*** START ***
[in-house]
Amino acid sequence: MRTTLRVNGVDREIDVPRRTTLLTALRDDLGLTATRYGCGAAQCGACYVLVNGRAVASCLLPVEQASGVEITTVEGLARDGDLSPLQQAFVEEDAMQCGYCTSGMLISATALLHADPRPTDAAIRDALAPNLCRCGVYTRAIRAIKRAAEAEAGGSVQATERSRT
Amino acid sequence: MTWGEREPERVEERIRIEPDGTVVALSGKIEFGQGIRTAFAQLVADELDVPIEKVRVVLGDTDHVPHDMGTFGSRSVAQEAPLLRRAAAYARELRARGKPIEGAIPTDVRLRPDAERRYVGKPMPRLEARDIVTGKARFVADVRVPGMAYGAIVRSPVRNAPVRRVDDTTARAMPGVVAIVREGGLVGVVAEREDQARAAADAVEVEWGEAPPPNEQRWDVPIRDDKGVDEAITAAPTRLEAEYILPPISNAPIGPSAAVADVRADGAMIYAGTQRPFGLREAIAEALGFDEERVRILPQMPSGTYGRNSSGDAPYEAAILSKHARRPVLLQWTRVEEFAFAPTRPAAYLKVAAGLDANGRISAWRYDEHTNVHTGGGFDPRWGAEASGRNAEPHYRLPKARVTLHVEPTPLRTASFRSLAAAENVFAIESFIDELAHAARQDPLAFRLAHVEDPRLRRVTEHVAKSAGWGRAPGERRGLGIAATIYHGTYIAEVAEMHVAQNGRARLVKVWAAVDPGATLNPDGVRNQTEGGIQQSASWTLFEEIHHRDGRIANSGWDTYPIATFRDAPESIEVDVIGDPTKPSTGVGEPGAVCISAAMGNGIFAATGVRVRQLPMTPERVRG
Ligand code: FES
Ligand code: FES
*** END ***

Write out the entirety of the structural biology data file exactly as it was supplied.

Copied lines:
[in-house]
Amino acid sequence: MRTTLRVNGVDREIDVPRRTTLLTALRDDLGLTATRYGCGAAQCGACYVLVNGRAVASCLLPVEQASGVEITTVEGLARDGDLSPLQQAFVEEDAMQCGYCTSGMLISATALLHADPRPTDAAIRDALAPNLCRCGVYTRAIRAIKRAAEAEAGGSVQATERSRT
Amino acid sequence: MTWGEREPERVEERIRIEPDGTVVALSGKIEFGQGIRTAFAQLVADELDVPIEKVRVVLGDTDHVPHDMGTFGSRSVAQEAPLLRRAAAYARELRARGKPIEGAIPTDVRLRPDAERRYVGKPMPRLEARDIVTGKARFVADVRVPGMAYGAIVRSPVRNAPVRRVDDTTARAMPGVVAIVREGGLVGVVAEREDQARAAADAVEVEWGEAPPPNEQRWDVPIRDDKGVDEAITAAPTRLEAEYILPPISNAPIGPSAAVADVRADGAMIYAGTQRPFGLREAIAEALGFDEERVRILPQMPSGTYGRNSSGDAPYEAAILSKHARRPVLLQWTRVEEFAFAPTRPAAYLKVAAGLDANGRISAWRYDEHTNVHTGGGFDPRWGAEASGRNAEPHYRLPKARVTLHVEPTPLRTASFRSLAAAENVFAIESFIDELAHAARQDPLAFRLAHVEDPRLRRVTEHVAKSAGWGRAPGERRGLGIAATIYHGTYIAEVAEMHVAQNGRARLVKVWAAVDPGATLNPDGVRNQTEGGIQQSASWTLFEEIHHRDGRIANSGWDTYPIATFRDAPESIEVDVIGDPTKPSTGVGEPGAVCISAAMGNGIFAATGVRVRQLPMTPERVRG
Ligand code: FES
Ligand code: FES